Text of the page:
Advice page for our buyers, please read all of it .
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Food that They Need
The food your pup has been fed on up to delivery will be grain free kibble we've found any good one seems to work well , also tinned Pedigree Puppy, with some VIP preservative free dog roll from the deli and some home cooked meat and veg for a change.
We buy only Australian made and owned, preservative free food, reason being that imported food, no matter how good it might be in the country of origin is said to be irradiated for the journey, after which not even a weevil will eat it, neither should your dog.
As to preservatives in food, these are bad, even in small ammounts preservativs can be the cause of anything from skin conditions, fits, constant runny stools, to death in dogs, and in QLD there is no limit to the ammount that may legally be used, so be aware that the lovely fresh looking mince or meaty bites for pets that you might see in the deli are more of a danger to your dog than they are a nutritious feed ! DONT BUY THEM.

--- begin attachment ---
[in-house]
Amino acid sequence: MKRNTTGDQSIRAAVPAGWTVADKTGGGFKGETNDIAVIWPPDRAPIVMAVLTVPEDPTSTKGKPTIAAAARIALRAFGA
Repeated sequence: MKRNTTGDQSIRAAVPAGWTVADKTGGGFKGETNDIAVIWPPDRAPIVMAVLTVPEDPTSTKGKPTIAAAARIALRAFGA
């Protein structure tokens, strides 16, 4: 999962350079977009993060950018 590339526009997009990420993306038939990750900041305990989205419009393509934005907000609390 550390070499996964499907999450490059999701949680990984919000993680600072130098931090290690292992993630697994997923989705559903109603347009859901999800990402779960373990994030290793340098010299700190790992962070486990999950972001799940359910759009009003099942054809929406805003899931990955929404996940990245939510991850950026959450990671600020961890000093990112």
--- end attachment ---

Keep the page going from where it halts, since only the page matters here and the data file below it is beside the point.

Buy only human grade meat or very good quality, cereal grain free kibble.
Always check the contents of dog food, if the first thing you see is grain as in cereal grains, leave it on the shelf, no matter how enticing the label is or that some well known personage may be endorsing it !
Buy grain free, Australian made. In puppy kibble rice is often used, but meat products need to be the MAIN ingredient, and the main ingredient is always the first one mentioned on the packet.
We give pups adult grain free Australian made and they do very well on it.
For your adult dog you can get totally grain free for his kibble.